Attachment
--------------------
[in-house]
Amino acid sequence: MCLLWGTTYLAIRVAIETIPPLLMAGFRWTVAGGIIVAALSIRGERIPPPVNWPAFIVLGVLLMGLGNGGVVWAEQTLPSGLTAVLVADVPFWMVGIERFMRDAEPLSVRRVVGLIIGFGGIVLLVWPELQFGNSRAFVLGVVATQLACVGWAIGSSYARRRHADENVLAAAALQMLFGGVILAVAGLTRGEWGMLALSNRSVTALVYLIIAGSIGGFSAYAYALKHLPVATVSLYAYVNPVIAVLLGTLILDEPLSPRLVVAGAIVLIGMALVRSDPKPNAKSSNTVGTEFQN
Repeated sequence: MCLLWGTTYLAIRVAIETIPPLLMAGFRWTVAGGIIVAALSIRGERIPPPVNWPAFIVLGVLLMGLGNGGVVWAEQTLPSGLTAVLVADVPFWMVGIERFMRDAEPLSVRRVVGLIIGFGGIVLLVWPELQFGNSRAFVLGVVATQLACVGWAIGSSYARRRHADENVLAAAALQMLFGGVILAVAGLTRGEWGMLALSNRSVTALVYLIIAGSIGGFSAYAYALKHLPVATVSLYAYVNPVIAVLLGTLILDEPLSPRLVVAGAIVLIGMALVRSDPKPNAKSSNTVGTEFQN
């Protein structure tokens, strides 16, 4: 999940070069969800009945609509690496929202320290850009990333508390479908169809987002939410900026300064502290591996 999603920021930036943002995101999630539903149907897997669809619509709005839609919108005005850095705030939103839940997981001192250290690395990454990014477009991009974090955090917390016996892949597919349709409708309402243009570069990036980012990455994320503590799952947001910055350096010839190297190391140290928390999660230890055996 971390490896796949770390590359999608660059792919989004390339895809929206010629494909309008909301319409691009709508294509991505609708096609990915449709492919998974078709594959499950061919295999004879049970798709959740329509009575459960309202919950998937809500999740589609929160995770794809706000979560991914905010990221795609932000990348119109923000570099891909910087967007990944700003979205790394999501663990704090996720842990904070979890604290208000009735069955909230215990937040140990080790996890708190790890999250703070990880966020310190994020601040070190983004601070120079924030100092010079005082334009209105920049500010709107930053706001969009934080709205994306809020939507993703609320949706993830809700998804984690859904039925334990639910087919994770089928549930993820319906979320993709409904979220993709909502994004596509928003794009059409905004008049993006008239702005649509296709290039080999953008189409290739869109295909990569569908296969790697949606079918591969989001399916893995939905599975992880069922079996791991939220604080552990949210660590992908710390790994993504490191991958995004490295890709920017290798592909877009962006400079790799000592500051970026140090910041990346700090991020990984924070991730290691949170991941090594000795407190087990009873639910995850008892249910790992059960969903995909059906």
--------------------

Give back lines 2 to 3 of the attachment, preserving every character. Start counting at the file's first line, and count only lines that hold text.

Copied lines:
Amino acid sequence: MCLLWGTTYLAIRVAIETIPPLLMAGFRWTVAGGIIVAALSIRGERIPPPVNWPAFIVLGVLLMGLGNGGVVWAEQTLPSGLTAVLVADVPFWMVGIERFMRDAEPLSVRRVVGLIIGFGGIVLLVWPELQFGNSRAFVLGVVATQLACVGWAIGSSYARRRHADENVLAAAALQMLFGGVILAVAGLTRGEWGMLALSNRSVTALVYLIIAGSIGGFSAYAYALKHLPVATVSLYAYVNPVIAVLLGTLILDEPLSPRLVVAGAIVLIGMALVRSDPKPNAKSSNTVGTEFQN
Repeated sequence: MCLLWGTTYLAIRVAIETIPPLLMAGFRWTVAGGIIVAALSIRGERIPPPVNWPAFIVLGVLLMGLGNGGVVWAEQTLPSGLTAVLVADVPFWMVGIERFMRDAEPLSVRRVVGLIIGFGGIVLLVWPELQFGNSRAFVLGVVATQLACVGWAIGSSYARRRHADENVLAAAALQMLFGGVILAVAGLTRGEWGMLALSNRSVTALVYLIIAGSIGGFSAYAYALKHLPVATVSLYAYVNPVIAVLLGTLILDEPLSPRLVVAGAIVLIGMALVRSDPKPNAKSSNTVGTEFQN